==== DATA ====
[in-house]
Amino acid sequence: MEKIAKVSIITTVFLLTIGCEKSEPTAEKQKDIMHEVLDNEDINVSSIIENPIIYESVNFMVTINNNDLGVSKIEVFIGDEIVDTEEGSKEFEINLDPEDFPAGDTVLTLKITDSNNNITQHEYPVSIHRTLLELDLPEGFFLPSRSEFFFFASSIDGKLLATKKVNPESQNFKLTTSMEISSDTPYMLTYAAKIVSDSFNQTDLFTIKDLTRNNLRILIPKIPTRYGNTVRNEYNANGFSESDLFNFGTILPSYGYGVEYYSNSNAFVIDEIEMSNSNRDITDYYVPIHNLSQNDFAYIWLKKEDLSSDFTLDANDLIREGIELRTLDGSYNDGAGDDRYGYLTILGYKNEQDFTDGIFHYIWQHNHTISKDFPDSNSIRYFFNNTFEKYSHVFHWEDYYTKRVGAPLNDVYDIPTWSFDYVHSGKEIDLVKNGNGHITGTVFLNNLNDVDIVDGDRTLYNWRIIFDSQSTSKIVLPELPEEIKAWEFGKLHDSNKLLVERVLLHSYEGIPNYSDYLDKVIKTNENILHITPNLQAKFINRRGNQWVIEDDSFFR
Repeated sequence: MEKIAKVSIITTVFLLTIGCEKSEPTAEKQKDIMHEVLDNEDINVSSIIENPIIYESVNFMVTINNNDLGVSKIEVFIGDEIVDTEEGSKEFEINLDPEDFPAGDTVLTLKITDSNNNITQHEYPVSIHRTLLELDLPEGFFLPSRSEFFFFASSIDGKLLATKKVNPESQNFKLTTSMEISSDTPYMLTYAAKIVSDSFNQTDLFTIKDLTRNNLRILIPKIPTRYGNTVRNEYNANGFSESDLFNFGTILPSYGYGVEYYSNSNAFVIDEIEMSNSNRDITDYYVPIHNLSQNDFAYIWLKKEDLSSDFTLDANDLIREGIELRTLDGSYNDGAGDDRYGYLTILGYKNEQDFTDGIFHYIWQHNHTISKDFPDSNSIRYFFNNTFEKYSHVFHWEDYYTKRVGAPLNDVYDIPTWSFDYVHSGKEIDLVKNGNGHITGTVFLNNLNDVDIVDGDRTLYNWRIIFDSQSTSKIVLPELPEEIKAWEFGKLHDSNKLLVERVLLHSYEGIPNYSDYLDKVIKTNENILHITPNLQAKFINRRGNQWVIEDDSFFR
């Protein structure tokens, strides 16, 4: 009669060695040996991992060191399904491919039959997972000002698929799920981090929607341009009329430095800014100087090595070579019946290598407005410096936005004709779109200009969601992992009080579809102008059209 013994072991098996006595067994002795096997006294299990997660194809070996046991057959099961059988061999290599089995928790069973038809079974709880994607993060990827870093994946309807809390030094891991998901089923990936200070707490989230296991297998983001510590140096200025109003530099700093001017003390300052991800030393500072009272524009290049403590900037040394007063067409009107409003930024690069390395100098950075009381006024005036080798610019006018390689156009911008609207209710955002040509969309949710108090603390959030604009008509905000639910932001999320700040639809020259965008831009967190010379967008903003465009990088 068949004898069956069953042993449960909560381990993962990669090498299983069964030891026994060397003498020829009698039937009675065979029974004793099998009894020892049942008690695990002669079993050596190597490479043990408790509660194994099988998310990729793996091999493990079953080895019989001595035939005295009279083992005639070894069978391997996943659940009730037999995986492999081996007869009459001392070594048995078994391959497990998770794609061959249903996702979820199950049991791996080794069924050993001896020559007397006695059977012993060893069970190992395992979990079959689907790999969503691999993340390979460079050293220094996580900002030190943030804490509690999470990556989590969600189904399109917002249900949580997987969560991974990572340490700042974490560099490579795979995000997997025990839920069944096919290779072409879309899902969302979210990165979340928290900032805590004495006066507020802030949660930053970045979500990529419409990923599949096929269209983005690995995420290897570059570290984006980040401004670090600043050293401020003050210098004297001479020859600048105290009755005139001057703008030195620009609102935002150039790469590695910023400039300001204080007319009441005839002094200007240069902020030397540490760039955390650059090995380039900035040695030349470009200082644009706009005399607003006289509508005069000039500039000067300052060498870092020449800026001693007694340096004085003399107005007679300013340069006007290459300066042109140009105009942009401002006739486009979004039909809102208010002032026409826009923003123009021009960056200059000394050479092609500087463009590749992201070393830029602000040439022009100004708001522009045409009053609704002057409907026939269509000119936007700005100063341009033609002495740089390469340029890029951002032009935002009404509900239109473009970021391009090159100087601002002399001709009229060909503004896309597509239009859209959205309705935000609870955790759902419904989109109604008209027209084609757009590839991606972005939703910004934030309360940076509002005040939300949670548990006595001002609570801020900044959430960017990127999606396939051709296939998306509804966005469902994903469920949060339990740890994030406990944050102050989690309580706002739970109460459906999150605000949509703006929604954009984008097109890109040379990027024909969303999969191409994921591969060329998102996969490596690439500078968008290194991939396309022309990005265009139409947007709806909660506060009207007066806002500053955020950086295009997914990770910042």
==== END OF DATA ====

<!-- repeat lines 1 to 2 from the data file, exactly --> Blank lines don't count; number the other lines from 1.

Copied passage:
[in-house]
Amino acid sequence: MEKIAKVSIITTVFLLTIGCEKSEPTAEKQKDIMHEVLDNEDINVSSIIENPIIYESVNFMVTINNNDLGVSKIEVFIGDEIVDTEEGSKEFEINLDPEDFPAGDTVLTLKITDSNNNITQHEYPVSIHRTLLELDLPEGFFLPSRSEFFFFASSIDGKLLATKKVNPESQNFKLTTSMEISSDTPYMLTYAAKIVSDSFNQTDLFTIKDLTRNNLRILIPKIPTRYGNTVRNEYNANGFSESDLFNFGTILPSYGYGVEYYSNSNAFVIDEIEMSNSNRDITDYYVPIHNLSQNDFAYIWLKKEDLSSDFTLDANDLIREGIELRTLDGSYNDGAGDDRYGYLTILGYKNEQDFTDGIFHYIWQHNHTISKDFPDSNSIRYFFNNTFEKYSHVFHWEDYYTKRVGAPLNDVYDIPTWSFDYVHSGKEIDLVKNGNGHITGTVFLNNLNDVDIVDGDRTLYNWRIIFDSQSTSKIVLPELPEEIKAWEFGKLHDSNKLLVERVLLHSYEGIPNYSDYLDKVIKTNENILHITPNLQAKFINRRGNQWVIEDDSFFR